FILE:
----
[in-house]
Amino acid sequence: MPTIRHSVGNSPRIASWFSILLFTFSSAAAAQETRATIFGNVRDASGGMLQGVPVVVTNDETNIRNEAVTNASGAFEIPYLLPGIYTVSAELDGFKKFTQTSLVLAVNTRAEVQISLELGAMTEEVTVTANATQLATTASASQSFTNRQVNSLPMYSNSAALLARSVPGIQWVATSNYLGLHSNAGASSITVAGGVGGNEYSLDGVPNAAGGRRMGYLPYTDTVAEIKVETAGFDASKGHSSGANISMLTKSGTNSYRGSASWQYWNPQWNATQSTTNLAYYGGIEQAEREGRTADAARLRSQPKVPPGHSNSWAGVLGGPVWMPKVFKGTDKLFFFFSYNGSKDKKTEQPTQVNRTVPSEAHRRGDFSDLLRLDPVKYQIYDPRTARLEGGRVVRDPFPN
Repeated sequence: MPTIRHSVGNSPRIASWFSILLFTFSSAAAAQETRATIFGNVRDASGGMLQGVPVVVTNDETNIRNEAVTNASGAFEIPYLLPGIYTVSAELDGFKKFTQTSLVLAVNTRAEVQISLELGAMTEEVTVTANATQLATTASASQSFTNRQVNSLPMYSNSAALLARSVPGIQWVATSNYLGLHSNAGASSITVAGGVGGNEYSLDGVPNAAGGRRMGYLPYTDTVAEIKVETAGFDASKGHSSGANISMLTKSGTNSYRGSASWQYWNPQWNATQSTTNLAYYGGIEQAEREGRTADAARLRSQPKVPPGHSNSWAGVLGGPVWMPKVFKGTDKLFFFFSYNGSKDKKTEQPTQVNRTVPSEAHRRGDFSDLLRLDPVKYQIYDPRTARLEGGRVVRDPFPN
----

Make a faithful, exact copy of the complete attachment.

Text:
[in-house]
Amino acid sequence: MPTIRHSVGNSPRIASWFSILLFTFSSAAAAQETRATIFGNVRDASGGMLQGVPVVVTNDETNIRNEAVTNASGAFEIPYLLPGIYTVSAELDGFKKFTQTSLVLAVNTRAEVQISLELGAMTEEVTVTANATQLATTASASQSFTNRQVNSLPMYSNSAALLARSVPGIQWVATSNYLGLHSNAGASSITVAGGVGGNEYSLDGVPNAAGGRRMGYLPYTDTVAEIKVETAGFDASKGHSSGANISMLTKSGTNSYRGSASWQYWNPQWNATQSTTNLAYYGGIEQAEREGRTADAARLRSQPKVPPGHSNSWAGVLGGPVWMPKVFKGTDKLFFFFSYNGSKDKKTEQPTQVNRTVPSEAHRRGDFSDLLRLDPVKYQIYDPRTARLEGGRVVRDPFPN
Repeated sequence: MPTIRHSVGNSPRIASWFSILLFTFSSAAAAQETRATIFGNVRDASGGMLQGVPVVVTNDETNIRNEAVTNASGAFEIPYLLPGIYTVSAELDGFKKFTQTSLVLAVNTRAEVQISLELGAMTEEVTVTANATQLATTASASQSFTNRQVNSLPMYSNSAALLARSVPGIQWVATSNYLGLHSNAGASSITVAGGVGGNEYSLDGVPNAAGGRRMGYLPYTDTVAEIKVETAGFDASKGHSSGANISMLTKSGTNSYRGSASWQYWNPQWNATQSTTNLAYYGGIEQAEREGRTADAARLRSQPKVPPGHSNSWAGVLGGPVWMPKVFKGTDKLFFFFSYNGSKDKKTEQPTQVNRTVPSEAHRRGDFSDLLRLDPVKYQIYDPRTARLEGGRVVRDPFPN